Turning career women into cooks

COOKING UP A STORM: Mogau Seshoene of Lazy Makoti shows us how to prepare a sumptuous dish during an interview in Pretoria PHOTO : ANTONIO MUCHAVE
COOKING UP A STORM: Mogau Seshoene of Lazy Makoti shows us how to prepare a sumptuous dish during an interview in Pretoria PHOTO : ANTONIO MUCHAVE

SHE is beautiful, educated and holds her own in boardrooms but cannot do the same in the kitchen.

This woman would typically be called a lazy makoti (bride) by her in-laws

Mogau Seshoene, 25, who was taught how to cook by her mom at age 10, saw this as a business opportunity. In April, The Lazy Makoti was registered as a business and Seshoene has hit the ground running.

"The Lazy Makoti is basically for women who just never learnt how to cook, maybe they grew up in boarding schools or are younger siblings," she says.

Seshoene goes to people's homes and teaches them the basics of cooking so they can be more than familiar with what goes on in the kitchen.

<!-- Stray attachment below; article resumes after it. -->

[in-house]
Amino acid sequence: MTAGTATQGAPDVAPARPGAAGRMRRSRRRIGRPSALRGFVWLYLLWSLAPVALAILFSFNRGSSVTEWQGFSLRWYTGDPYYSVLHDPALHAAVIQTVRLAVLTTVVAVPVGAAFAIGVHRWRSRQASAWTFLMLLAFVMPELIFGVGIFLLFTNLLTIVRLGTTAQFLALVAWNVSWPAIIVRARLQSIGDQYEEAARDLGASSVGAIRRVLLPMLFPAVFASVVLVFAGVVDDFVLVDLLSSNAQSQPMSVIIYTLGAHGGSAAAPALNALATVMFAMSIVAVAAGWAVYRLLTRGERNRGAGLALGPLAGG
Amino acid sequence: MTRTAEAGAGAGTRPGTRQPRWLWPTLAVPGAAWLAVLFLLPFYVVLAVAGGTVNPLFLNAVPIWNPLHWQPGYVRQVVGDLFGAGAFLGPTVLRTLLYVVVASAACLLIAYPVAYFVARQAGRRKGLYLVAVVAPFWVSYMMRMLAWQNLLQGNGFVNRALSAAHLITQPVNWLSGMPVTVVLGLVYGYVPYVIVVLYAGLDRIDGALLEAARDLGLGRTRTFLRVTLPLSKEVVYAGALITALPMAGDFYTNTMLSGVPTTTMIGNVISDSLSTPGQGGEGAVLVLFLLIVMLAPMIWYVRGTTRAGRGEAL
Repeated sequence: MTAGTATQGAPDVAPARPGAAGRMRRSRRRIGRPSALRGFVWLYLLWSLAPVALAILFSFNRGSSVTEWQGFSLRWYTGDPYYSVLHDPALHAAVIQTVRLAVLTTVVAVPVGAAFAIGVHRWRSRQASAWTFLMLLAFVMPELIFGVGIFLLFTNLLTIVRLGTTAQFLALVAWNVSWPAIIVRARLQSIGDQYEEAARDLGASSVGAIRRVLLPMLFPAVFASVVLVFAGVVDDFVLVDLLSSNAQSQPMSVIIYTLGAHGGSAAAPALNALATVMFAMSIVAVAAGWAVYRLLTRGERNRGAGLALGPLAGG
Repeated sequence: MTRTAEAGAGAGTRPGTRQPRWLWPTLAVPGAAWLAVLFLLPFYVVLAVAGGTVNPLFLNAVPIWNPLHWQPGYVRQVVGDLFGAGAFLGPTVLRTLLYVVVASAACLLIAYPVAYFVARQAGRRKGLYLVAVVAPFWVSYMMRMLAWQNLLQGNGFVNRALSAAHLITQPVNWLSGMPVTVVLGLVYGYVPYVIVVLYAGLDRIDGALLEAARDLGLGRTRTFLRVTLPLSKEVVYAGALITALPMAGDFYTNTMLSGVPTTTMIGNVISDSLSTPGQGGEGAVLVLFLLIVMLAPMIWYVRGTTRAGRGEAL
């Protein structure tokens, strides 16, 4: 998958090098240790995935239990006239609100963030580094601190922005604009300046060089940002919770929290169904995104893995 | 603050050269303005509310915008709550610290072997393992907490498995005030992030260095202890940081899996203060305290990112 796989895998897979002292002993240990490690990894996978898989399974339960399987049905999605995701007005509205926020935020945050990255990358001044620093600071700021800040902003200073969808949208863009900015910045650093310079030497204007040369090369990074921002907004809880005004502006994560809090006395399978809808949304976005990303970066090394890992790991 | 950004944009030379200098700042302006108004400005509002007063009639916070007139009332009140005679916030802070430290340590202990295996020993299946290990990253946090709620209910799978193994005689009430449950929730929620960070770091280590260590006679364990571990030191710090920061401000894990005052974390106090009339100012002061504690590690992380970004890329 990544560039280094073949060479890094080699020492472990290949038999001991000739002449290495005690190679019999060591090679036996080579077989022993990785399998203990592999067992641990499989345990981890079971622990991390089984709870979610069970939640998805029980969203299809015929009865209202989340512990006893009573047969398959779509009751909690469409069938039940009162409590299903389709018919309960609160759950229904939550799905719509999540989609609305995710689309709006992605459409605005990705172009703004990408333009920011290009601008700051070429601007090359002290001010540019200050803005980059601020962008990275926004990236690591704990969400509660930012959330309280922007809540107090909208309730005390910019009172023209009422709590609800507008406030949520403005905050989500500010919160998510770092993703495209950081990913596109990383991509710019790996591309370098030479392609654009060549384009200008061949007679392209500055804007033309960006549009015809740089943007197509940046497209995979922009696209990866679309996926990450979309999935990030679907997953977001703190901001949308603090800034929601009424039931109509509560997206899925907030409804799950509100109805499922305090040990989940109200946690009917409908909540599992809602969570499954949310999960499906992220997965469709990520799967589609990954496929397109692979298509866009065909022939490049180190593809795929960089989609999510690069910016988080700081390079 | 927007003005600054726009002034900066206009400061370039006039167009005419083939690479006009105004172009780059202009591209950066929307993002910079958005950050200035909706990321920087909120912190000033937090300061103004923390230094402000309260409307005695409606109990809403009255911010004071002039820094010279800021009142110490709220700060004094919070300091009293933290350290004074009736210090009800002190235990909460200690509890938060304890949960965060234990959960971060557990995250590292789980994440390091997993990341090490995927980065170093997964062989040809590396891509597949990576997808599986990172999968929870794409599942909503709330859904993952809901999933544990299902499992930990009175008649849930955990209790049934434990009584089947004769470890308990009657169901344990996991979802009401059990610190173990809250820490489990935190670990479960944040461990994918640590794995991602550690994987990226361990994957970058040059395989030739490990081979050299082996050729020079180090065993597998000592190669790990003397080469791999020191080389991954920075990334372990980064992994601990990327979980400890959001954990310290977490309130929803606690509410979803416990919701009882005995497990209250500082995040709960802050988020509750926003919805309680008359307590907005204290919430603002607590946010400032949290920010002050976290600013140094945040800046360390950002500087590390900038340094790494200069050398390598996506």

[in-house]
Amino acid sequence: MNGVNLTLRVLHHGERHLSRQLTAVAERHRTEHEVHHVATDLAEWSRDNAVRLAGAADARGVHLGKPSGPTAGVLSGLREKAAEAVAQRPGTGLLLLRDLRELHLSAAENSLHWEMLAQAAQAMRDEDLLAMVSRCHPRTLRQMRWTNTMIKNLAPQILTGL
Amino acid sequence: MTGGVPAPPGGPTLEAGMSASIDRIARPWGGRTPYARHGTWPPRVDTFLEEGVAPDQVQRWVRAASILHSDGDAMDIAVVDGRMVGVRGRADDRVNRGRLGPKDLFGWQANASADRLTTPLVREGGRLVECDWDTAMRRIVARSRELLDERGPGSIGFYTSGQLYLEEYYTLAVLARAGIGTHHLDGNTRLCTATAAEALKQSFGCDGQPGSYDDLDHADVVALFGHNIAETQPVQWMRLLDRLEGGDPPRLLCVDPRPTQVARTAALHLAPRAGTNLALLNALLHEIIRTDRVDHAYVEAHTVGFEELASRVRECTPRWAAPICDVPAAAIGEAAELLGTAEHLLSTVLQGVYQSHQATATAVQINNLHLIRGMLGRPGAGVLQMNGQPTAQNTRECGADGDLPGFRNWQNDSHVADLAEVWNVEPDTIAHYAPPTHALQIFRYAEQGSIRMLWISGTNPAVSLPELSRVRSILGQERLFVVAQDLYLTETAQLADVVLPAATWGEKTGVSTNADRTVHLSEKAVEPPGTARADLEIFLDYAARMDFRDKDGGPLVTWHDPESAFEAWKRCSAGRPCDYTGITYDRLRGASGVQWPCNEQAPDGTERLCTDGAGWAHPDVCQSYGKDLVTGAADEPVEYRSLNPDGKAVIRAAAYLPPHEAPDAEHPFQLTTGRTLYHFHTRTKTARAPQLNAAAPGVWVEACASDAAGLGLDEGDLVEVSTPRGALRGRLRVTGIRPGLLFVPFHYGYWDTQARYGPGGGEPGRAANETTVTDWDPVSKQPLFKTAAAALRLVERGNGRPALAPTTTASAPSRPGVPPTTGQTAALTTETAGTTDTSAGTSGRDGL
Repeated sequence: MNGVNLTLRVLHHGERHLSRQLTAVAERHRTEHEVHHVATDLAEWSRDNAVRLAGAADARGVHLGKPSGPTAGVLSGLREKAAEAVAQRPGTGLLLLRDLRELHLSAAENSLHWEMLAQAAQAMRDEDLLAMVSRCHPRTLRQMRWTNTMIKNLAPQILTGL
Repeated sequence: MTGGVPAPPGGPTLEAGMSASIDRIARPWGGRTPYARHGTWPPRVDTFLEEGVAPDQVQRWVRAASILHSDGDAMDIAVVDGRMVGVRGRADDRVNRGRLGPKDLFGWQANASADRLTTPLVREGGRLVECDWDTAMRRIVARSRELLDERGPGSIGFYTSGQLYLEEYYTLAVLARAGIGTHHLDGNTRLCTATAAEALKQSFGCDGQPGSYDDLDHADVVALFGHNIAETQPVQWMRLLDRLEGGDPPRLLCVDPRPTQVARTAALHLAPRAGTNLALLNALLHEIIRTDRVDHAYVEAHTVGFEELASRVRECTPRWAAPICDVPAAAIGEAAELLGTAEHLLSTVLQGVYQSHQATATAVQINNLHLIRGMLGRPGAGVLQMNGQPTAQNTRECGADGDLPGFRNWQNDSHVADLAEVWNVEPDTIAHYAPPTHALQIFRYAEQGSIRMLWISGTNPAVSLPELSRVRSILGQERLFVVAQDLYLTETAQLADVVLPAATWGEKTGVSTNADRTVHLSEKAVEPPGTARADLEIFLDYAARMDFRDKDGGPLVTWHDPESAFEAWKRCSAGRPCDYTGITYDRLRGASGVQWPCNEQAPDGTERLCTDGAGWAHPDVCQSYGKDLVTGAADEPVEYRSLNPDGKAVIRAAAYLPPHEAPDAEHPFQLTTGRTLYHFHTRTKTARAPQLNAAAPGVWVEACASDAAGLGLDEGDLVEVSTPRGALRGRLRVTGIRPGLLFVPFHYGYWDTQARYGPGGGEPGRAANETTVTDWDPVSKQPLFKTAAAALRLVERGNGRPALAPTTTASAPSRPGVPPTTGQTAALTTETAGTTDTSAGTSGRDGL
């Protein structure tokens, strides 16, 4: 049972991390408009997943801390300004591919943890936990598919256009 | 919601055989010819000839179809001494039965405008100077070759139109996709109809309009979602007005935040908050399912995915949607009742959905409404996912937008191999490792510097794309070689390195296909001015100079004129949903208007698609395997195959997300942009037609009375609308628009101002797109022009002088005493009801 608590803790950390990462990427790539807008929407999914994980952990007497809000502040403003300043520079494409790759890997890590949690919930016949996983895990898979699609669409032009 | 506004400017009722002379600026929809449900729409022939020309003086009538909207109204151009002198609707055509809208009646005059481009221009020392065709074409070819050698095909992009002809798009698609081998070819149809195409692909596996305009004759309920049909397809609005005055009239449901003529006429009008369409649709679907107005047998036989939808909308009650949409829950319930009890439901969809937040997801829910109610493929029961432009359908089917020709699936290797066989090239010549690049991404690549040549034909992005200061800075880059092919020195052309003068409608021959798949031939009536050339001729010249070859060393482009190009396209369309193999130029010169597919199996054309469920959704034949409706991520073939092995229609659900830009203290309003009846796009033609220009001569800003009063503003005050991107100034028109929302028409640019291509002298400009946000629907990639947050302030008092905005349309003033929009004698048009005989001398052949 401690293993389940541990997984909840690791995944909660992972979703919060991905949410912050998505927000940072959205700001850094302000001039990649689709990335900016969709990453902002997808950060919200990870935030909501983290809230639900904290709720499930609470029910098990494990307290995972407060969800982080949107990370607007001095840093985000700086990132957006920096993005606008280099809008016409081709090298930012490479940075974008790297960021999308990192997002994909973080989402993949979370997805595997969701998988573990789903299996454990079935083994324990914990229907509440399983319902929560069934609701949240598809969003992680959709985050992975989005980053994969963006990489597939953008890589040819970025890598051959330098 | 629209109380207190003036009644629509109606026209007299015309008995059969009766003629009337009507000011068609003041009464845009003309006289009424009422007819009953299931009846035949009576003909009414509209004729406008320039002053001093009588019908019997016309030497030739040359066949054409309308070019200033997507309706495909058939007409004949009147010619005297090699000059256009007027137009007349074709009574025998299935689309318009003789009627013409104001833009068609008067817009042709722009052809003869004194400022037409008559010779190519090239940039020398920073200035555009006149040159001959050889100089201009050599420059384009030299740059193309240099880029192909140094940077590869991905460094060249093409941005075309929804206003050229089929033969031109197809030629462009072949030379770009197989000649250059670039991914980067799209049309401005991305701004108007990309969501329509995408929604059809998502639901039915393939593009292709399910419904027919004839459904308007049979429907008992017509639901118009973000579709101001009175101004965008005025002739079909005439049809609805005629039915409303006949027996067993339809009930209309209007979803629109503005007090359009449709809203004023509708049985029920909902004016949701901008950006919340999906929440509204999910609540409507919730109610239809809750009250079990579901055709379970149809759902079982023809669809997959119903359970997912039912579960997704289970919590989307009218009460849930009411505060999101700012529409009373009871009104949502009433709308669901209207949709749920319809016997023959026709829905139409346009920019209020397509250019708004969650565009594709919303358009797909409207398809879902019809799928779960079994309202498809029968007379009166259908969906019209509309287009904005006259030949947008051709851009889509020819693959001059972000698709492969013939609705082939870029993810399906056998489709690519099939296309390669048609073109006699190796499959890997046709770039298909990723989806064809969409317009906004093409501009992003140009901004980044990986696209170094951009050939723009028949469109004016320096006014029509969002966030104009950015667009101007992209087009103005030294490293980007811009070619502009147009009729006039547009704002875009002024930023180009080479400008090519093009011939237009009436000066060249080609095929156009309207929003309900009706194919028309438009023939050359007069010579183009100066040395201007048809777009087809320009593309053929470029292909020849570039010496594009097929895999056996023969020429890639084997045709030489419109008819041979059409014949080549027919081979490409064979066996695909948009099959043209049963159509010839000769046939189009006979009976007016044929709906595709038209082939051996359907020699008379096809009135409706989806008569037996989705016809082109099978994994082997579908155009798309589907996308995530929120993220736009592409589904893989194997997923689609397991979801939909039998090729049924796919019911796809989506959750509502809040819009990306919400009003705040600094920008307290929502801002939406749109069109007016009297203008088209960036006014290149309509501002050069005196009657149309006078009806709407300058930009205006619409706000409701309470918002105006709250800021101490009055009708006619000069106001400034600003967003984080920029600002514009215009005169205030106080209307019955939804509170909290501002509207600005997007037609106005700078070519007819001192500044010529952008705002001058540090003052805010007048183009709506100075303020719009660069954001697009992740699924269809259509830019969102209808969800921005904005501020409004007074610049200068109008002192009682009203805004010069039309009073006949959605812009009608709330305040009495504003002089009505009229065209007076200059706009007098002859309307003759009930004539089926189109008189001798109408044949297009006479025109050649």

She quit her job last year and began to carve her future as an entrepreneur in December.

"I did not like the corporate world and I love cooking, so it made sense," she said.

Her first client was a friend who was getting married and did not know how to cook.

"I spent a week teaching her and she realised that she could actually do this. It wasn't as difficult as she thought it was."

After coming up with the name of the business, with the help of her sister, she created a Facebook page and put easy recipes online.

She is also on Instagram and Twitter.

"Some months are better than others, but I am fortunate to have a few corporate gigs."

Seshoene has big dreams for herself. She would like to write a cook book of authentic South African meals and her own cooking show .

For now though, she teaches people in the comfort of their own kitchens or at her house.

Sowetan went for a cooking lesson at her place, where we were taught how to make pap, lamb stew, creamed spinach and chakalaka.

We also made cheese cake for dessert.

Seshoene advises young aspiring entrepreneurs not to delay chasing their dreams.

"Even if you think you don't know a lot about what you're going to do, or you think you don't have enough money, just make it happen."

nkosin@sowetan.co.za

 

 

This story was first published in the paper on 25 August 2014

 

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